Empathy for My Pet: To See a Dog and Nothing More

by Samantha Craft

I think Scoob is dying. He’s not moving, hardly at all.

Our golden-doodle Scooby is very, very sick. I don’t know if he will make it this time. In early October he was also ill. He had lost fifteen pounds from an internal staph infection in the neck region. He wouldn’t eat, wouldn’t get out of his designated chair, and was very despondent.

Today is a little different. The weight is still on him, but he appears boney, as if a part of him, a part I can’t readily see, at least in spirit, has been chiseled away. He can barely stand. He has a fever of 103.8, and black tarry stools keep appearing from the internal bleeding.

I can’t stand it when someone is in pain, especially animals. It tears me up inside, and I can’t focus. It’s not that he’s my dog. He could be anyone’s dog (and, in actuality, he doesn’t belong to anyone, anyhow). It’s that he is experiencing suffering and pain.

And I question what he is feeling, what he thinks is happening as he loses capacity to function — to even raise his little paw to ask, in his darling manner, to be petted. I wonder whether he knows that when we took him to the vet yesterday evening, and he had all those tests, and the emergency shots, that we were trying to help him. I wonder whether he can feel my own worry. No, that’s not exactly correct: I worry that he does in fact feel my concern, and that it makes him sadder. I question whether he understands the concept of mortality and the afterlife. People say dogs, and animals in general, don’t understand, but how can we possibly know? Maybe they are heavenly spirits sent down to save us from isolation, to connect us back to instinctual, unconditional love. Maybe he can see his life force dissipating and slipping into another place.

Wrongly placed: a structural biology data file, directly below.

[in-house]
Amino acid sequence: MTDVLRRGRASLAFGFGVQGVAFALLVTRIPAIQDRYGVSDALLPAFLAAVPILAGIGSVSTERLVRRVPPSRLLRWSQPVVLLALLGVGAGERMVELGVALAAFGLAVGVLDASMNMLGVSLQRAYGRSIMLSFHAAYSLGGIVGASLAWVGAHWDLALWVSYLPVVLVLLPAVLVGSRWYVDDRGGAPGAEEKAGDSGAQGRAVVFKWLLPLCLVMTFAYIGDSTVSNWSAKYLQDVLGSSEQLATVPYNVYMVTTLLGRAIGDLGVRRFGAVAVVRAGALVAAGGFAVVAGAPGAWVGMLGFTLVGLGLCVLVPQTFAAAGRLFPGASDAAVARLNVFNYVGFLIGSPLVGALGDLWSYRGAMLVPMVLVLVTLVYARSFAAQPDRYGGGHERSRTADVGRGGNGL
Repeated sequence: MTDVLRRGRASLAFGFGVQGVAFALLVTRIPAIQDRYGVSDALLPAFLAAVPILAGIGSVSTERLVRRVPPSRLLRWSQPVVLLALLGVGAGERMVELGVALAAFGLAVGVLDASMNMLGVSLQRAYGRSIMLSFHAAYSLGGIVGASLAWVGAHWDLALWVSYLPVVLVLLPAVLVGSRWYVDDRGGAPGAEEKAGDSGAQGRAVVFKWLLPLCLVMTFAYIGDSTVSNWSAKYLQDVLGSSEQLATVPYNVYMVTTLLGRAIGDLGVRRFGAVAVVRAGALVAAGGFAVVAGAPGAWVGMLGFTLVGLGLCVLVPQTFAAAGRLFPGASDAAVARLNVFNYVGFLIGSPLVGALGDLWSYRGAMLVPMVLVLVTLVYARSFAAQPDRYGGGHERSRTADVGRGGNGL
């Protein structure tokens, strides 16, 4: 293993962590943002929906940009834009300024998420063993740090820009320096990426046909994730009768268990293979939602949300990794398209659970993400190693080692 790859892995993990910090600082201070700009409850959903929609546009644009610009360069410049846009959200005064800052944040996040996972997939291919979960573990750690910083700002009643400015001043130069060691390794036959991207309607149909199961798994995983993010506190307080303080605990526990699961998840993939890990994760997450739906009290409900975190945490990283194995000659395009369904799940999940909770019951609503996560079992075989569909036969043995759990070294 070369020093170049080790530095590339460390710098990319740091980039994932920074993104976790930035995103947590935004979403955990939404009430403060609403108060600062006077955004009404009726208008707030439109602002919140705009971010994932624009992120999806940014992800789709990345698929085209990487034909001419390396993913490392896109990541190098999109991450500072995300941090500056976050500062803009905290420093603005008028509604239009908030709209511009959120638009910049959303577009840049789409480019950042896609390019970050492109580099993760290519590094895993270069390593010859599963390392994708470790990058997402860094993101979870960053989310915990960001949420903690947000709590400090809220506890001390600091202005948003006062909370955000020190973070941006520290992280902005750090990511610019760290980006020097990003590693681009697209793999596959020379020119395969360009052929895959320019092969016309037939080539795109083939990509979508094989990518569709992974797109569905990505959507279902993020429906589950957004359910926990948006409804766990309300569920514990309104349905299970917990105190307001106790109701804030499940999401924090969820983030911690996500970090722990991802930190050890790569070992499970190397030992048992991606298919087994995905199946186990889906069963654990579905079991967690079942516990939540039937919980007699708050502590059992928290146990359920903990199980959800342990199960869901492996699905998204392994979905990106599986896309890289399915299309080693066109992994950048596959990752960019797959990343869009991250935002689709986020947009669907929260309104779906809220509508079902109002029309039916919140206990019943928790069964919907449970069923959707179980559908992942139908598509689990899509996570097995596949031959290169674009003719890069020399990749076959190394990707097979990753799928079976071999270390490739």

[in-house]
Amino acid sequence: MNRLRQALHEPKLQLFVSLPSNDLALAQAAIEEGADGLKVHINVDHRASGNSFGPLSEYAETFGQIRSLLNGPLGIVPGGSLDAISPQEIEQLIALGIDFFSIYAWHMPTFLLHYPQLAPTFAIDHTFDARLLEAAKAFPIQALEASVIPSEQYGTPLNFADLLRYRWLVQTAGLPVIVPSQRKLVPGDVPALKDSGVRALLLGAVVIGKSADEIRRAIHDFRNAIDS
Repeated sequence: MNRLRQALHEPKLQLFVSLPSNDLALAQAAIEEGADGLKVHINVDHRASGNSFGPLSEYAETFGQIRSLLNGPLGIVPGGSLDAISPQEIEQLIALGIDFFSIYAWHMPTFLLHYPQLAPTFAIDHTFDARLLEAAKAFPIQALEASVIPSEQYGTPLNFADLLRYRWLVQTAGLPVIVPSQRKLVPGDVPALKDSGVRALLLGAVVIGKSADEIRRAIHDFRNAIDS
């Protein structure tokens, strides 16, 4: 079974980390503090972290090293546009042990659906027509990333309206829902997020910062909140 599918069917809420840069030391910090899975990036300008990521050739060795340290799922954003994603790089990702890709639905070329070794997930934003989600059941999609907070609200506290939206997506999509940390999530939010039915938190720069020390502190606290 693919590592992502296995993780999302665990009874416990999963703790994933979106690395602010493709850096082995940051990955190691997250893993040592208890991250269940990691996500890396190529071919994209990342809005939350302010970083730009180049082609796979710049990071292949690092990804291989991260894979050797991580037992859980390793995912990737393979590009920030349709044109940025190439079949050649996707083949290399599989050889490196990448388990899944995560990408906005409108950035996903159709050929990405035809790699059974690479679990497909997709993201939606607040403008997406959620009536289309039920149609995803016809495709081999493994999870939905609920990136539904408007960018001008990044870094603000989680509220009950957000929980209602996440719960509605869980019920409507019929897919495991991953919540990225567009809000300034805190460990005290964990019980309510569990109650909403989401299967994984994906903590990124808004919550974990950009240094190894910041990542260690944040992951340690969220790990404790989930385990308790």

I feel guilty, too, because I haven’t been the best master. I could have taken him on more walks. It’s just that his size — that of a stocky standard poodle — is hard on me. He’s such a people and dog lover that he pulls and pulls in order to reach out to others. He only wants to share his being and love; he doesn’t mean to hurt my shoulder in the process. He doesn’t know why I haven’t taken him on more walks, of late. And he just stares me down with the big dark and very, very sad brown eyes, as if asking why? Only, I don’t know what the why is now. Is it why the pain? Why the hurt? Why me? Or is he simply, naturally, and effortlessly releasing and letting go, as humans struggle so much to do, and surrendering to the life cycle?

I wonder whether I did something wrong. Months ago, Scooby stood on his hind legs, like a circus bear, and stole his pack of doggy vitamins from the top counter. Though I guess stole isn’t the accurate word; they were his doggy vitamins. And sweet Scoob didn’t know not to eat the entire bottle of liver-flavored treats. He hadn’t known they could hurt him. Why would his human friends leave anything around to hurt him? And I wonder whether this overdose, in some way, might have damaged him internally. And there was the freak snowstorm and the three-day power outage this year, when I was so obsessed with saving our freezer food by stuffing as many perishables as I could in the snow that I forgot that Scoob would want some. It was there, right in his domain, all this meat and dairy, all the yummy intense and enticing smells. Had I not felt obligated to share some, to give a few tidbits of our people- food, maybe his stomach, or whatever is bleeding, would be healthy now.